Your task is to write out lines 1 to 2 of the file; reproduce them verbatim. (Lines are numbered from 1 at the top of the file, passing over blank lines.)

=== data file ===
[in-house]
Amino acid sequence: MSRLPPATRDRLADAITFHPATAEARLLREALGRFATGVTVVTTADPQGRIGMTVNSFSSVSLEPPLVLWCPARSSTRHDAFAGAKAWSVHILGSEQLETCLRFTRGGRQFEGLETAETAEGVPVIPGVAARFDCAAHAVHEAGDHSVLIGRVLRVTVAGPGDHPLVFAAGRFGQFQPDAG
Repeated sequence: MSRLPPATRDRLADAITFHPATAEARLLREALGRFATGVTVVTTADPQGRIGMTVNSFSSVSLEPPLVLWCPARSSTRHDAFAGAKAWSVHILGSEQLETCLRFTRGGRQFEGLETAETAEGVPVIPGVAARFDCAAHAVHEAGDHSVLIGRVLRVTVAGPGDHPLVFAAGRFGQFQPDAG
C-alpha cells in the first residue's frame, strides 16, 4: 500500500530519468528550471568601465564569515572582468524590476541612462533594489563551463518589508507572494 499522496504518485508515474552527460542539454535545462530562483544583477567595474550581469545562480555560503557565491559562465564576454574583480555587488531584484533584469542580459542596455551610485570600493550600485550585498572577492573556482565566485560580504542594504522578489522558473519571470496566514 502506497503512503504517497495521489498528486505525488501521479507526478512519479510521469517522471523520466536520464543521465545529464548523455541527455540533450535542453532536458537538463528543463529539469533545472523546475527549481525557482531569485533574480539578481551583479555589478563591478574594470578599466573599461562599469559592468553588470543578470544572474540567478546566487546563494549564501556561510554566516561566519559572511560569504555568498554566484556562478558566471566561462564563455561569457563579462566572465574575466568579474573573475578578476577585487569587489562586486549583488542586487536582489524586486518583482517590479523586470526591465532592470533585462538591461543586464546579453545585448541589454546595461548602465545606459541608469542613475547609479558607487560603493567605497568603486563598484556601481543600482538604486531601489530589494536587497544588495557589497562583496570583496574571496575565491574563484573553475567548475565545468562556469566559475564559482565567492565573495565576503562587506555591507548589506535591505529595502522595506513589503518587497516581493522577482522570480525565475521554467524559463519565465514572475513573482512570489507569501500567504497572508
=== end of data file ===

[in-house]
Amino acid sequence: MSRLPPATRDRLADAITFHPATAEARLLREALGRFATGVTVVTTADPQGRIGMTVNSFSSVSLEPPLVLWCPARSSTRHDAFAGAKAWSVHILGSEQLETCLRFTRGGRQFEGLETAETAEGVPVIPGVAARFDCAAHAVHEAGDHSVLIGRVLRVTVAGPGDHPLVFAAGRFGQFQPDAG